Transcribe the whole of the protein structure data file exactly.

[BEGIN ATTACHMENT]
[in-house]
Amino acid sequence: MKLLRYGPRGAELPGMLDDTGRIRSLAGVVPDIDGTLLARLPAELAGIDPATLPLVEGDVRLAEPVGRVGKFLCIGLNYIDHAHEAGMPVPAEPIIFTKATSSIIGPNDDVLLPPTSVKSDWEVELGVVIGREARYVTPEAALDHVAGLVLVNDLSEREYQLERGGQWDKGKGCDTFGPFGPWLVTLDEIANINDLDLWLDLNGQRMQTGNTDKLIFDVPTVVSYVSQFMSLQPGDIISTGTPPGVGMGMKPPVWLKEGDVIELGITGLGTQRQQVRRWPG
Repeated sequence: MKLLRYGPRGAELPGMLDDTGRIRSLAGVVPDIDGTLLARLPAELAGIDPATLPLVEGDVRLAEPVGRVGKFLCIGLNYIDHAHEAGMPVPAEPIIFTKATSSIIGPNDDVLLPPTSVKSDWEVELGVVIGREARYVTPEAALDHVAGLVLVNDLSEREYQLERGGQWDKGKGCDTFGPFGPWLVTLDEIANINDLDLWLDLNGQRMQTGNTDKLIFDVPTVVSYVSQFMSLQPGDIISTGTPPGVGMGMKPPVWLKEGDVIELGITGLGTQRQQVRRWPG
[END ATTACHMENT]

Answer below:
[in-house]
Amino acid sequence: MKLLRYGPRGAELPGMLDDTGRIRSLAGVVPDIDGTLLARLPAELAGIDPATLPLVEGDVRLAEPVGRVGKFLCIGLNYIDHAHEAGMPVPAEPIIFTKATSSIIGPNDDVLLPPTSVKSDWEVELGVVIGREARYVTPEAALDHVAGLVLVNDLSEREYQLERGGQWDKGKGCDTFGPFGPWLVTLDEIANINDLDLWLDLNGQRMQTGNTDKLIFDVPTVVSYVSQFMSLQPGDIISTGTPPGVGMGMKPPVWLKEGDVIELGITGLGTQRQQVRRWPG
Repeated sequence: MKLLRYGPRGAELPGMLDDTGRIRSLAGVVPDIDGTLLARLPAELAGIDPATLPLVEGDVRLAEPVGRVGKFLCIGLNYIDHAHEAGMPVPAEPIIFTKATSSIIGPNDDVLLPPTSVKSDWEVELGVVIGREARYVTPEAALDHVAGLVLVNDLSEREYQLERGGQWDKGKGCDTFGPFGPWLVTLDEIANINDLDLWLDLNGQRMQTGNTDKLIFDVPTVVSYVSQFMSLQPGDIISTGTPPGVGMGMKPPVWLKEGDVIELGITGLGTQRQQVRRWPG